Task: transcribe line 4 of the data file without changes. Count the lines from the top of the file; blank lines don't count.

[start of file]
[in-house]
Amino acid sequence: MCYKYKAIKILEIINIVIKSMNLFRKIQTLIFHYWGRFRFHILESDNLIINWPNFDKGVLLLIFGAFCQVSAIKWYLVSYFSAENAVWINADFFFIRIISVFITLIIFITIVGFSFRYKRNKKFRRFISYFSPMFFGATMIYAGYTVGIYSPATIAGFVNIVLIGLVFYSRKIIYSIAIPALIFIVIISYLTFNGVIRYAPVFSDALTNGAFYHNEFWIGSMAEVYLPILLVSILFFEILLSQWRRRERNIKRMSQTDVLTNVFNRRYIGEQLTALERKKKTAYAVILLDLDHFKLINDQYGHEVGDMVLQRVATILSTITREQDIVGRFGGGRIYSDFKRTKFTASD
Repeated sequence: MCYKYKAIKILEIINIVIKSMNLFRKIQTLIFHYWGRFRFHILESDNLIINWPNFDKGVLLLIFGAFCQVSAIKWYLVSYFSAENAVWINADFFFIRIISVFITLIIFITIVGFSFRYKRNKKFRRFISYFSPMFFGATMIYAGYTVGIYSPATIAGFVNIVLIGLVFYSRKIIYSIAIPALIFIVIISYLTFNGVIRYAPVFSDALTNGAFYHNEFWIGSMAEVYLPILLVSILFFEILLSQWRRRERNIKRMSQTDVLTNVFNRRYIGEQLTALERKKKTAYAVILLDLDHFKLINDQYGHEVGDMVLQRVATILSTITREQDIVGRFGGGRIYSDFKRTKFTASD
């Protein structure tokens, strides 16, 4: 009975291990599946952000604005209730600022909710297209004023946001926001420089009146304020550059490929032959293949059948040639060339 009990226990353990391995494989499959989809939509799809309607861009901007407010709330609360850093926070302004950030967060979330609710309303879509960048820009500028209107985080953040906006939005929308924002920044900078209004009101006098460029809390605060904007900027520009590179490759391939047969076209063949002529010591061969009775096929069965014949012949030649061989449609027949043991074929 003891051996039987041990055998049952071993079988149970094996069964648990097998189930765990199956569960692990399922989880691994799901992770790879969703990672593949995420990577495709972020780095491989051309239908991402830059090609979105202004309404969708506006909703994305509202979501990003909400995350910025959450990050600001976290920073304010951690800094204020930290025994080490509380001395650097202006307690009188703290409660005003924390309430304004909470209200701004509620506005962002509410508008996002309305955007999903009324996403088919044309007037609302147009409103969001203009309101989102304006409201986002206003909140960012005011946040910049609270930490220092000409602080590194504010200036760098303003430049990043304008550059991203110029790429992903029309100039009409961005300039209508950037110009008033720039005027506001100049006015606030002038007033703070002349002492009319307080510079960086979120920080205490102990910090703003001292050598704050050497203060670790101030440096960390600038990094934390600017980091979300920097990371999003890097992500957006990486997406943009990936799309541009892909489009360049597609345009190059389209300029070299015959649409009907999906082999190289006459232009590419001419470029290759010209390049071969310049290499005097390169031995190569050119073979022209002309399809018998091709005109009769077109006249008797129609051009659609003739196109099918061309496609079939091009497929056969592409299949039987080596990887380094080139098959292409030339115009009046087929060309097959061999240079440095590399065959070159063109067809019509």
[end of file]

């Protein structure tokens, strides 16, 4: 009975291990599946952000604005209730600022909710297209004023946001926001420089009146304020550059490929032959293949059948040639060339 009990226990353990391995494989499959989809939509799809309607861009901007407010709330609360850093926070302004950030967060979330609710309303879509960048820009500028209107985080953040906006939005929308924002920044900078209004009101006098460029809390605060904007900027520009590179490759391939047969076209063949002529010591061969009775096929069965014949012949030649061989449609027949043991074929 003891051996039987041990055998049952071993079988149970094996069964648990097998189930765990199956569960692990399922989880691994799901992770790879969703990672593949995420990577495709972020780095491989051309239908991402830059090609979105202004309404969708506006909703994305509202979501990003909400995350910025959450990050600001976290920073304010951690800094204020930290025994080490509380001395650097202006307690009188703290409660005003924390309430304004909470209200701004509620506005962002509410508008996002309305955007999903009324996403088919044309007037609302147009409103969001203009309101989102304006409201986002206003909140960012005011946040910049609270930490220092000409602080590194504010200036760098303003430049990043304008550059991203110029790429992903029309100039009409961005300039209508950037110009008033720039005027506001100049006015606030002038007033703070002349002492009319307080510079960086979120920080205490102990910090703003001292050598704050050497203060670790101030440096960390600038990094934390600017980091979300920097990371999003890097992500957006990486997406943009990936799309541009892909489009360049597609345009190059389209300029070299015959649409009907999906082999190289006459232009590419001419470029290759010209390049071969310049290499005097390169031995190569050119073979022209002309399809018998091709005109009769077109006249008797129609051009659609003739196109099918061309496609079939091009497929056969592409299949039987080596990887380094080139098959292409030339115009009046087929060309097959061999240079440095590399065959070159063109067809019509």